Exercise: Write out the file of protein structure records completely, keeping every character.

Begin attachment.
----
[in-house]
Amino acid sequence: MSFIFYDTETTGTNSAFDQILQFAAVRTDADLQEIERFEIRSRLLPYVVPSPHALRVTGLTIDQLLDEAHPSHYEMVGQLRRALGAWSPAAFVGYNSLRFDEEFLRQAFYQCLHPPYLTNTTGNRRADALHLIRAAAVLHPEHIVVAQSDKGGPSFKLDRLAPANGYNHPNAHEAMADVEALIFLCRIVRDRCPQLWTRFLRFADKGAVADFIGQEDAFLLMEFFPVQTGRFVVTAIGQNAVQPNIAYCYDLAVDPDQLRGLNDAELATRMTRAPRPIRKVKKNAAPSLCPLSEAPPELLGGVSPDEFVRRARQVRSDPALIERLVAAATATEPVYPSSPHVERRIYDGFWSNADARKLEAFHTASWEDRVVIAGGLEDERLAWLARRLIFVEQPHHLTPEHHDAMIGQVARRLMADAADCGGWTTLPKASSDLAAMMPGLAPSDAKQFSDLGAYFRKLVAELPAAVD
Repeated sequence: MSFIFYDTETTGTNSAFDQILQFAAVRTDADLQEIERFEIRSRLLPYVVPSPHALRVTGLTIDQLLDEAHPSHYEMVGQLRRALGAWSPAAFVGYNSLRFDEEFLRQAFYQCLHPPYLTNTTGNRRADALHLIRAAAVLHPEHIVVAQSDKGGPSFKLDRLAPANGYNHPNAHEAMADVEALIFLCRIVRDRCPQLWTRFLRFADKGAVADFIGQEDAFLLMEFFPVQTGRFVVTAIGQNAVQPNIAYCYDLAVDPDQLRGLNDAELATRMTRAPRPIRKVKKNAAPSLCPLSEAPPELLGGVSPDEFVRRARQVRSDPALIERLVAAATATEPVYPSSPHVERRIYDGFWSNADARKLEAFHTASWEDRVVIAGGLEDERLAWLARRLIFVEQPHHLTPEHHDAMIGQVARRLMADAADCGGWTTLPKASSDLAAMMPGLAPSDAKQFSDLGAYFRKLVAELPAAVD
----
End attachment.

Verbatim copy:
[in-house]
Amino acid sequence: MSFIFYDTETTGTNSAFDQILQFAAVRTDADLQEIERFEIRSRLLPYVVPSPHALRVTGLTIDQLLDEAHPSHYEMVGQLRRALGAWSPAAFVGYNSLRFDEEFLRQAFYQCLHPPYLTNTTGNRRADALHLIRAAAVLHPEHIVVAQSDKGGPSFKLDRLAPANGYNHPNAHEAMADVEALIFLCRIVRDRCPQLWTRFLRFADKGAVADFIGQEDAFLLMEFFPVQTGRFVVTAIGQNAVQPNIAYCYDLAVDPDQLRGLNDAELATRMTRAPRPIRKVKKNAAPSLCPLSEAPPELLGGVSPDEFVRRARQVRSDPALIERLVAAATATEPVYPSSPHVERRIYDGFWSNADARKLEAFHTASWEDRVVIAGGLEDERLAWLARRLIFVEQPHHLTPEHHDAMIGQVARRLMADAADCGGWTTLPKASSDLAAMMPGLAPSDAKQFSDLGAYFRKLVAELPAAVD
Repeated sequence: MSFIFYDTETTGTNSAFDQILQFAAVRTDADLQEIERFEIRSRLLPYVVPSPHALRVTGLTIDQLLDEAHPSHYEMVGQLRRALGAWSPAAFVGYNSLRFDEEFLRQAFYQCLHPPYLTNTTGNRRADALHLIRAAAVLHPEHIVVAQSDKGGPSFKLDRLAPANGYNHPNAHEAMADVEALIFLCRIVRDRCPQLWTRFLRFADKGAVADFIGQEDAFLLMEFFPVQTGRFVVTAIGQNAVQPNIAYCYDLAVDPDQLRGLNDAELATRMTRAPRPIRKVKKNAAPSLCPLSEAPPELLGGVSPDEFVRRARQVRSDPALIERLVAAATATEPVYPSSPHVERRIYDGFWSNADARKLEAFHTASWEDRVVIAGGLEDERLAWLARRLIFVEQPHHLTPEHHDAMIGQVARRLMADAADCGGWTTLPKASSDLAAMMPGLAPSDAKQFSDLGAYFRKLVAELPAAVD